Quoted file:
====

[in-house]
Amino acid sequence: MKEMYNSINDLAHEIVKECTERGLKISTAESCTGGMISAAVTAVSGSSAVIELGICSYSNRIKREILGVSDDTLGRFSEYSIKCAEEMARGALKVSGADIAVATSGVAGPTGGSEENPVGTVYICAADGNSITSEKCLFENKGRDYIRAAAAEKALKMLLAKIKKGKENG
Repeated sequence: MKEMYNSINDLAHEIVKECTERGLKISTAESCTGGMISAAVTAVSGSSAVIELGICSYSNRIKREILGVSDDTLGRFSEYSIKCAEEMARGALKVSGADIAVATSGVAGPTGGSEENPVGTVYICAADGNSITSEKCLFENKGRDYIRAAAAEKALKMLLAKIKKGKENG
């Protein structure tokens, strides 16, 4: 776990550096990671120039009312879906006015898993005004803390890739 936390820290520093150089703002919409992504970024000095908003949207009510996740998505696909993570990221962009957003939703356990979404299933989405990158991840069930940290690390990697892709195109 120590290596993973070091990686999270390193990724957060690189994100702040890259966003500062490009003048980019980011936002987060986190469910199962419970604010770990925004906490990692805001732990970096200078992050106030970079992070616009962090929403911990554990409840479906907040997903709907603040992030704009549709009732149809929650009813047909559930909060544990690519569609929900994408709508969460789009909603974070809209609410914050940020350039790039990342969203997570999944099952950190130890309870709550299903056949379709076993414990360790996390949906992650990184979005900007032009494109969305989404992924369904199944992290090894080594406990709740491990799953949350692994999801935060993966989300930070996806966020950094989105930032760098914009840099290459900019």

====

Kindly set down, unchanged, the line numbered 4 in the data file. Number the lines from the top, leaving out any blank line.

């Protein structure tokens, strides 16, 4: 776990550096990671120039009312879906006015898993005004803390890739 936390820290520093150089703002919409992504970024000095908003949207009510996740998505696909993570990221962009957003939703356990979404299933989405990158991840069930940290690390990697892709195109 120590290596993973070091990686999270390193990724957060690189994100702040890259966003500062490009003048980019980011936002987060986190469910199962419970604010770990925004906490990692805001732990970096200078992050106030970079992070616009962090929403911990554990409840479906907040997903709907603040992030704009549709009732149809929650009813047909559930909060544990690519569609929900994408709508969460789009909603974070809209609410914050940020350039790039990342969203997570999944099952950190130890309870709550299903056949379709076993414990360790996390949906992650990184979005900007032009494109969305989404992924369904199944992290090894080594406990709740491990799953949350692994999801935060993966989300930070996806966020950094989105930032760098914009840099290459900019």